To exchange a command's STDOUT and STDERR in order to capture the STDERR but leave its STDOUT to come out the old STDERR:

$output = `cmd 3>&1 1>&2 2>&3 3>&-`;

To read both a command's STDOUT and its STDERR separately, it's easiest and safest to redirect them separately to files, and then read from those files when the program is done:

system("program args 1>/tmp/program.stdout 2>/tmp/program.stderr");

Using single-quote as a delimiter protects the command from Perl's double-quote interpolation, passing it on to the shell instead:

$perl_info  = qx(ps $$);            # that's Perl's $$
$shell_info = qx'ps $$';            # that's the new shell's $$

Note that how the string gets evaluated is entirely subject to the command interpreter on your system. On most platforms, you will have to protect shell metacharacters if you want them treated literally. This is in practice difficult to do, as it's unclear how to escape which characters. See perlsec for a clean and safe example of a manual fork() and exec() to emulate backticks safely.

On some platforms (notably DOS-like ones), the shell may not be capable of dealing with multiline commands, so putting newlines in the string may not get you what you want. You may be able to evaluate multiple commands in a single line by separating them with the command separator character, if your shell supports that (e.g. ; on many Unix shells; & on the Windows NT cmd shell).

Beware that some command shells may place restrictions on the length of the command line. You must ensure your strings don't exceed this limit after any necessary interpolations. See the platform-specific release notes for more details about your particular environment.

Using this operator can lead to programs that are difficult to port, because the shell commands called vary between systems, and may in fact not be present at all. As one example, the type command under the POSIX shell is very different from the type command under DOS. That doesn't mean you should go out of your way to avoid backticks when they're the right way to get something done. Perl was made to be a glue language, and one of the things it glues together is commands. Just understand what you're getting yourself into.

See "O Operators"" in "I for more discussion.


Returns a list of the words extracted out of STRING, using embedded whitespace as the word delimiters. It is exactly equivalent to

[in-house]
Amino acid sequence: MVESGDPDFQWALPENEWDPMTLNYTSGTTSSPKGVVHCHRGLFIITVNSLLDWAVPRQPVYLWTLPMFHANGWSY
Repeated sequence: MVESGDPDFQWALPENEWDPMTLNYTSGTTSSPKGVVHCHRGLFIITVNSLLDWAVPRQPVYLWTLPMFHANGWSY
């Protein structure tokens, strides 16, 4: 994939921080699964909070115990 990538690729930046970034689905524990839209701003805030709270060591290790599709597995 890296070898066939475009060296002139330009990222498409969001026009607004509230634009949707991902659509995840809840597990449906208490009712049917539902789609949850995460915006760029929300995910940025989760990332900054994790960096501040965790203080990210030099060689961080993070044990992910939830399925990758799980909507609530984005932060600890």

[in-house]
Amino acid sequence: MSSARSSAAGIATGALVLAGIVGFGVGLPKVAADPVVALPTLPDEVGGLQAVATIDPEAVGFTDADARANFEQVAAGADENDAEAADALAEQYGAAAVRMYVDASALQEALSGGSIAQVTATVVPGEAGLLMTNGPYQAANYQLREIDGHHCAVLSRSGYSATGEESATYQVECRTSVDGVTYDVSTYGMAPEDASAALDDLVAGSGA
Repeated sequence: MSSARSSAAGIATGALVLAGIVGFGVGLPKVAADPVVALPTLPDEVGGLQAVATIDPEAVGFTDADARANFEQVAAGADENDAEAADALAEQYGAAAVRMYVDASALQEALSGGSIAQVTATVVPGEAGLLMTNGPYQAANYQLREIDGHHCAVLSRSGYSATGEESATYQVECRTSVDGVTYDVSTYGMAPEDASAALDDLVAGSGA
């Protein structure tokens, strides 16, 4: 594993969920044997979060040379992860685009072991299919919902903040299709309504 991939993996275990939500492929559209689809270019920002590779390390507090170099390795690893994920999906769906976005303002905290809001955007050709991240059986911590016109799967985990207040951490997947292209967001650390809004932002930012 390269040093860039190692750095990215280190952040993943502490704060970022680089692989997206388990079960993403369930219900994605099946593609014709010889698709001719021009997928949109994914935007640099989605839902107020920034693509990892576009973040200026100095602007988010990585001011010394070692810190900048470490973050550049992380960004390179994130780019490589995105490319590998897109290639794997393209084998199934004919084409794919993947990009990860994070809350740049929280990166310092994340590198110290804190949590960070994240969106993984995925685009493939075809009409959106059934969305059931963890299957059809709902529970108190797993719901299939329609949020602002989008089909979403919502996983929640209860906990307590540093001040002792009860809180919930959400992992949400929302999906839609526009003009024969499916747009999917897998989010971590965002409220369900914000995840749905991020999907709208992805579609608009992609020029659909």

split(' ', q/STRING/);

This equivalency means that if used in scalar context, you'll get split's (unfortunate) scalar context behavior, complete with mysterious warnings.

Some frequently seen examples:

use POSIX qw( setlocale localeconv )
@EXPORT = qw( foo bar baz );

A common mistake is to try to separate the words with comma or to put comments into a multi-line qw-string. For this reason the -w switch produce warnings if the STRING contains the "," or the "#" character.


Searches a string for a pattern, and if found, replaces that pattern with the replacement text and returns the number of substitutions made. Otherwise it returns false (specifically, the empty string).

If no string is specified via the =~ or !~ operator, the $_ variable is searched and modified. (The string specified with =~ must be scalar variable, an array element, a hash element, or an assignment to one of those, i.e., an lvalue.)

If the delimiter chosen is single quote, no variable interpolation is done on either the PATTERN or the REPLACEMENT. Otherwise, if the PATTERN contains a $ that looks like a variable rather than an end-of-string test, the variable will be interpolated into the pattern at run-time. If you want the pattern compiled only once the first time the variable is interpolated, use the /o option. If the pattern evaluates to the empty string, the last successfully executed regular expression is used instead. See perlre for further explanation on these. See perllocale for discussion of additional considerations that apply when use locale is in effect.

Options are:

e	Evaluate the right side as an expression.
g	Replace globally, i.e., all occurrences.
i	Do case-insensitive pattern matching.
m	Treat string as multiple lines.
o	Compile pattern only once.
s	Treat string as single line.
x	Use extended regular expressions.

Any non-alphanumeric, non-whitespace delimiter may replace the slashes. If single quotes are used, no interpretation is done on the replacement string (the /e modifier overrides this, however). Unlike Perl 4, Perl 5 treats backticks as normal delimiters; the replacement text is not evaluated as a command. If the PATTERN is delimited by bracketing quotes, the REPLACEMENT has its own pair of quotes, which may or may not be bracketing quotes, e.g., s(foo)(bar) or s<foo>/bar/. A /e will cause the replacement portion to be interpreted as a full-fledged Perl expression and eval()ed right then and there. It is, however, syntax checked at compile-time.


    s/\bgreen\b/mauve/g;		# don't change wintergreen

    $path =~ s|/usr/bin|/usr/local/bin|;

    s/Login: $foo/Login: $bar/; # run-time pattern

    ($foo = $bar) =~ s/this/that/;	# copy first, then change

    $count = ($paragraph =~ s/Mister\b/Mr./g);  # get change-count

    $_ = 'abc123xyz';
    s/\d+/$&*2/e;		# yields 'abc246xyz'
    s/\d+/sprintf("%5d",$&)/e;	# yields 'abc  246xyz'
    s/\w/$& x 2/eg;		# yields 'aabbcc  224466xxyyzz'

    s/%(.)/$percent{$1}/g;	# change percent escapes; no /e
    s/%(.)/$percent{$1} || $&/ge;	# expr now, so /e
    s/^=(\w+)/&pod($1)/ge;	# use function call

    # expand variables in $_, but dynamics only, using
    # symbolic dereferencing

    # /e's can even nest;  this will expand